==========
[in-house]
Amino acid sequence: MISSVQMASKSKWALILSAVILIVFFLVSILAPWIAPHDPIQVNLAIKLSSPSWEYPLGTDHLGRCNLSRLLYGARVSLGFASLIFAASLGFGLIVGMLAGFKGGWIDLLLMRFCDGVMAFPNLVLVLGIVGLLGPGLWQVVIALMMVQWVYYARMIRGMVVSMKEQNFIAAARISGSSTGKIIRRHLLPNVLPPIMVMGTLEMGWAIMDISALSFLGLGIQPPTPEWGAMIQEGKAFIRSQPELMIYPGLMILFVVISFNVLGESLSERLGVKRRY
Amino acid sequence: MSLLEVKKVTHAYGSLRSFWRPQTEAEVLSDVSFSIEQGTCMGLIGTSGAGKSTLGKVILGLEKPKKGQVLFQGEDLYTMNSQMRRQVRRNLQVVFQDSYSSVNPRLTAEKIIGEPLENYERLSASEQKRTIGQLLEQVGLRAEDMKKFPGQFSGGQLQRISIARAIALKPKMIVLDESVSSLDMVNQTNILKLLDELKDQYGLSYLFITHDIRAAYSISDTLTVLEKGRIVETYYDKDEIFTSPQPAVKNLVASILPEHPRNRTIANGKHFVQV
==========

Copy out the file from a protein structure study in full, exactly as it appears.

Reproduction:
[in-house]
Amino acid sequence: MISSVQMASKSKWALILSAVILIVFFLVSILAPWIAPHDPIQVNLAIKLSSPSWEYPLGTDHLGRCNLSRLLYGARVSLGFASLIFAASLGFGLIVGMLAGFKGGWIDLLLMRFCDGVMAFPNLVLVLGIVGLLGPGLWQVVIALMMVQWVYYARMIRGMVVSMKEQNFIAAARISGSSTGKIIRRHLLPNVLPPIMVMGTLEMGWAIMDISALSFLGLGIQPPTPEWGAMIQEGKAFIRSQPELMIYPGLMILFVVISFNVLGESLSERLGVKRRY
Amino acid sequence: MSLLEVKKVTHAYGSLRSFWRPQTEAEVLSDVSFSIEQGTCMGLIGTSGAGKSTLGKVILGLEKPKKGQVLFQGEDLYTMNSQMRRQVRRNLQVVFQDSYSSVNPRLTAEKIIGEPLENYERLSASEQKRTIGQLLEQVGLRAEDMKKFPGQFSGGQLQRISIARAIALKPKMIVLDESVSSLDMVNQTNILKLLDELKDQYGLSYLFITHDIRAAYSISDTLTVLEKGRIVETYYDKDEIFTSPQPAVKNLVASILPEHPRNRTIANGKHFVQV